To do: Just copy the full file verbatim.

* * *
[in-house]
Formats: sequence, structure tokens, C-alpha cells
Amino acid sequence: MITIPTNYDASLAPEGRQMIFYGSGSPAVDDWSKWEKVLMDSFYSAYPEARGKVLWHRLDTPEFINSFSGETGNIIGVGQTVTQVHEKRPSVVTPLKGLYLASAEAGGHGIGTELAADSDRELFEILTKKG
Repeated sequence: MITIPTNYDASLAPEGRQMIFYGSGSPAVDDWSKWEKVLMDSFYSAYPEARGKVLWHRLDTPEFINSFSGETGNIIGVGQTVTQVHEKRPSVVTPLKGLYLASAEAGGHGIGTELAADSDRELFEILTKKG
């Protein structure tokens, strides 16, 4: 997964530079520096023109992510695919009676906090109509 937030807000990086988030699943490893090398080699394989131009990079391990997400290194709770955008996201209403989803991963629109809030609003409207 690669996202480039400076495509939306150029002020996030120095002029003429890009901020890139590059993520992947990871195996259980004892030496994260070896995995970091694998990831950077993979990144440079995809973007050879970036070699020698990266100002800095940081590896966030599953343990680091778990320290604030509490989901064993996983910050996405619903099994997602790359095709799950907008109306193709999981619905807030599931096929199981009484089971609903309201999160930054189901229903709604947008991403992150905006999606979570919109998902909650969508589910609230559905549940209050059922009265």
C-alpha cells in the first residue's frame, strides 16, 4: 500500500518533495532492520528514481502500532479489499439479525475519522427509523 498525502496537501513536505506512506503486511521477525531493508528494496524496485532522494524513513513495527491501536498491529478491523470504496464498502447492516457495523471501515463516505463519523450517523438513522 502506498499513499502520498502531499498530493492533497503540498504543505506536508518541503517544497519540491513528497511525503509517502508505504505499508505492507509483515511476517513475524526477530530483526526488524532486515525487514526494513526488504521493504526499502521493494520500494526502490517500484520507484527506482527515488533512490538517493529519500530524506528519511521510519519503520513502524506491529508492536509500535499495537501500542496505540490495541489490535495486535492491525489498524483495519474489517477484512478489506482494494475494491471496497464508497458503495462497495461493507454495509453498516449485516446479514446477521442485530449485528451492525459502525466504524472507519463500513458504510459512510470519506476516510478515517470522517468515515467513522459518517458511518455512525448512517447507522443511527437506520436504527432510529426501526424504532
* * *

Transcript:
[in-house]
Formats: sequence, structure tokens, C-alpha cells
Amino acid sequence: MITIPTNYDASLAPEGRQMIFYGSGSPAVDDWSKWEKVLMDSFYSAYPEARGKVLWHRLDTPEFINSFSGETGNIIGVGQTVTQVHEKRPSVVTPLKGLYLASAEAGGHGIGTELAADSDRELFEILTKKG
Repeated sequence: MITIPTNYDASLAPEGRQMIFYGSGSPAVDDWSKWEKVLMDSFYSAYPEARGKVLWHRLDTPEFINSFSGETGNIIGVGQTVTQVHEKRPSVVTPLKGLYLASAEAGGHGIGTELAADSDRELFEILTKKG
């Protein structure tokens, strides 16, 4: 997964530079520096023109992510695919009676906090109509 937030807000990086988030699943490893090398080699394989131009990079391990997400290194709770955008996201209403989803991963629109809030609003409207 690669996202480039400076495509939306150029002020996030120095002029003429890009901020890139590059993520992947990871195996259980004892030496994260070896995995970091694998990831950077993979990144440079995809973007050879970036070699020698990266100002800095940081590896966030599953343990680091778990320290604030509490989901064993996983910050996405619903099994997602790359095709799950907008109306193709999981619905807030599931096929199981009484089971609903309201999160930054189901229903709604947008991403992150905006999606979570919109998902909650969508589910609230559905549940209050059922009265």
C-alpha cells in the first residue's frame, strides 16, 4: 500500500518533495532492520528514481502500532479489499439479525475519522427509523 498525502496537501513536505506512506503486511521477525531493508528494496524496485532522494524513513513495527491501536498491529478491523470504496464498502447492516457495523471501515463516505463519523450517523438513522 502506498499513499502520498502531499498530493492533497503540498504543505506536508518541503517544497519540491513528497511525503509517502508505504505499508505492507509483515511476517513475524526477530530483526526488524532486515525487514526494513526488504521493504526499502521493494520500494526502490517500484520507484527506482527515488533512490538517493529519500530524506528519511521510519519503520513502524506491529508492536509500535499495537501500542496505540490495541489490535495486535492491525489498524483495519474489517477484512478489506482494494475494491471496497464508497458503495462497495461493507454495509453498516449485516446479514446477521442485530449485528451492525459502525466504524472507519463500513458504510459512510470519506476516510478515517470522517468515515467513522459518517458511518455512525448512517447507522443511527437506520436504527432510529426501526424504532